Freedom of expression is defined in Article 19 of the Universal Declaration of Human Rights (UDHR) and Article 19 of the International Covenant on Civil and Political Rights (ICCPR):
The Universal Declaration of Human Rights says:
Everyone has the right to freedom of opinion and expression; this right includes freedom to hold opinions without interference and to seek, receive and impart information and ideas through any media and regardless of frontiers.
New Zealand has its own Bill of Rights Act 1990. The New Zealand Bill of Rights Act places limits on the actions of those in government (including government departments, the judiciary, state-owned enterprises and local authorities) that interfere with the rights of individuals. The Bill of Rights Act also protects the rights of non-natural persons, for example, companies and incorporated societies.
Laws to be consistent with the Bill of Rights
All new legislation is examined to see if it is consistent with the rights and freedoms affirmed by the Bill of Rights Act. If there are any inconsistencies, then the government is required to provide a justification for the limits placed on these rights. The Attorney-General must report any inconsistencies with the Bill of Rights Act to Parliament when the legislation is introduced.
Courts able to enforce the Bill of Rights
If you believe that someone in government has interfered with your rights, you can apply to the courts to consider your claim that your rights have been breached. Please note that applying to the courts is not free of charge - with the exception of complaints about the right to freedom from discrimination. You can apply for legal aid to enable you to do this. The courts will take into account any justifications that the government might provide for limiting your rights. Sometimes an individual's rights must be balanced with the rights of others, for example, the right to a fair trial should be balanced with the right to privacy, or the right to manifest one's religious belief.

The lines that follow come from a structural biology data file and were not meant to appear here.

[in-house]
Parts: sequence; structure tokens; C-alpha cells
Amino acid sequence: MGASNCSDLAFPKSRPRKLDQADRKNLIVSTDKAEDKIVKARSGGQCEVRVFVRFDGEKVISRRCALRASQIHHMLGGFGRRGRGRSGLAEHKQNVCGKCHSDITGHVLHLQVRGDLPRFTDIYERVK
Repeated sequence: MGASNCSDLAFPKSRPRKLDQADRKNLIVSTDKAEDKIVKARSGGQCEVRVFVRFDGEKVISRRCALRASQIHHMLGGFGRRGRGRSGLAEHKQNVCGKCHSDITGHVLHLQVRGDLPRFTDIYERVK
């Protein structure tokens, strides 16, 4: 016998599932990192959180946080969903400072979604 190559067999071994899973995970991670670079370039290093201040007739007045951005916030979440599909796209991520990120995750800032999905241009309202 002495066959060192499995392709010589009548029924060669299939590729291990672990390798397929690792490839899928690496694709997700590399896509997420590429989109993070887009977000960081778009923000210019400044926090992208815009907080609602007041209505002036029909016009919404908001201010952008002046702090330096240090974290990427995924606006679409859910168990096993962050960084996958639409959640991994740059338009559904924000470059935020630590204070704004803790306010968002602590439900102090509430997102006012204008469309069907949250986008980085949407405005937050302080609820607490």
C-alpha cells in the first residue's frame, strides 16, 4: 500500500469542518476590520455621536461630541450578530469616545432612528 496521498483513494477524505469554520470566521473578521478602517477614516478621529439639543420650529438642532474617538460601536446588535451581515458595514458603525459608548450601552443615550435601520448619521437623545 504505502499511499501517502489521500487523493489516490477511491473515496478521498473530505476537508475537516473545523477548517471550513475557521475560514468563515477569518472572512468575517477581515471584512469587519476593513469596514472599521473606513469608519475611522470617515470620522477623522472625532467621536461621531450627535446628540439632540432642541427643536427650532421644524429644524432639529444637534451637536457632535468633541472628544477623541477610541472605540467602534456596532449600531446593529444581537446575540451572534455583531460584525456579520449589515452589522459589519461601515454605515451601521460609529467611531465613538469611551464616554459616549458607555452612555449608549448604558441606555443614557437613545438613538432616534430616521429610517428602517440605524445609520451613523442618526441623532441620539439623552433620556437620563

What are the rights?
- Life and the security of the person
- Democratic and civil rights
- Non-discrimination and minority rights
- Search, arrest, and detention
- Criminal procedure
- Right to justice
Life and Security of the Person
You have the right not to be
- deprived of life
- subjected to torture, cruel treatment or punishment
- subjected to medical or scientific experimentation.
You have the right to refuse medical treatment.
Democratic and Civil Rights
You have the right to
- freedom of expression
- freedom of peaceful assembly
- freedom of association
- freedom of thought, conscience, religion and belief.
As a New Zealand citizen over 18 you have the right to vote and to be a Member of Parliament.